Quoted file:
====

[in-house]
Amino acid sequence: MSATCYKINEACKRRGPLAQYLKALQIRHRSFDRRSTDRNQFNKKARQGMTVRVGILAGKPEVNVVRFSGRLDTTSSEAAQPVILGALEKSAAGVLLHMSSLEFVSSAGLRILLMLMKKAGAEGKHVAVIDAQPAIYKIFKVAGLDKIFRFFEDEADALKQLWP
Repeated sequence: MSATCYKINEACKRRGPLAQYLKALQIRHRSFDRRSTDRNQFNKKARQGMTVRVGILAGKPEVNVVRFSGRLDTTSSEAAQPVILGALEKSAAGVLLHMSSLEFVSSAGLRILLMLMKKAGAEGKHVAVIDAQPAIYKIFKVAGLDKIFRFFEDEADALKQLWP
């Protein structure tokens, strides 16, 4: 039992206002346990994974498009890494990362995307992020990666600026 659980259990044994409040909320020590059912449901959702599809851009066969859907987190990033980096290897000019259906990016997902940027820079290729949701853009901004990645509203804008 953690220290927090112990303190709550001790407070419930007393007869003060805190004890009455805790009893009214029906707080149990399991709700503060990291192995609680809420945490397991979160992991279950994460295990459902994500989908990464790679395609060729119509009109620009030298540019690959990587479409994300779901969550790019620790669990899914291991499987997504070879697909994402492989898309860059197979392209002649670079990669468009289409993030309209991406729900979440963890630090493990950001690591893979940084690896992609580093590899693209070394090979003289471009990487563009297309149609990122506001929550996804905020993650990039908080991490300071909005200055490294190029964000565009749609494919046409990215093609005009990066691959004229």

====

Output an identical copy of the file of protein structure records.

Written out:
[in-house]
Amino acid sequence: MSATCYKINEACKRRGPLAQYLKALQIRHRSFDRRSTDRNQFNKKARQGMTVRVGILAGKPEVNVVRFSGRLDTTSSEAAQPVILGALEKSAAGVLLHMSSLEFVSSAGLRILLMLMKKAGAEGKHVAVIDAQPAIYKIFKVAGLDKIFRFFEDEADALKQLWP
Repeated sequence: MSATCYKINEACKRRGPLAQYLKALQIRHRSFDRRSTDRNQFNKKARQGMTVRVGILAGKPEVNVVRFSGRLDTTSSEAAQPVILGALEKSAAGVLLHMSSLEFVSSAGLRILLMLMKKAGAEGKHVAVIDAQPAIYKIFKVAGLDKIFRFFEDEADALKQLWP
């Protein structure tokens, strides 16, 4: 039992206002346990994974498009890494990362995307992020990666600026 659980259990044994409040909320020590059912449901959702599809851009066969859907987190990033980096290897000019259906990016997902940027820079290729949701853009901004990645509203804008 953690220290927090112990303190709550001790407070419930007393007869003060805190004890009455805790009893009214029906707080149990399991709700503060990291192995609680809420945490397991979160992991279950994460295990459902994500989908990464790679395609060729119509009109620009030298540019690959990587479409994300779901969550790019620790669990899914291991499987997504070879697909994402492989898309860059197979392209002649670079990669468009289409993030309209991406729900979440963890630090493990950001690591893979940084690896992609580093590899693209070394090979003289471009990487563009297309149609990122506001929550996804905020993650990039908080991490300071909005200055490294190029964000565009749609494919046409990215093609005009990066691959004229």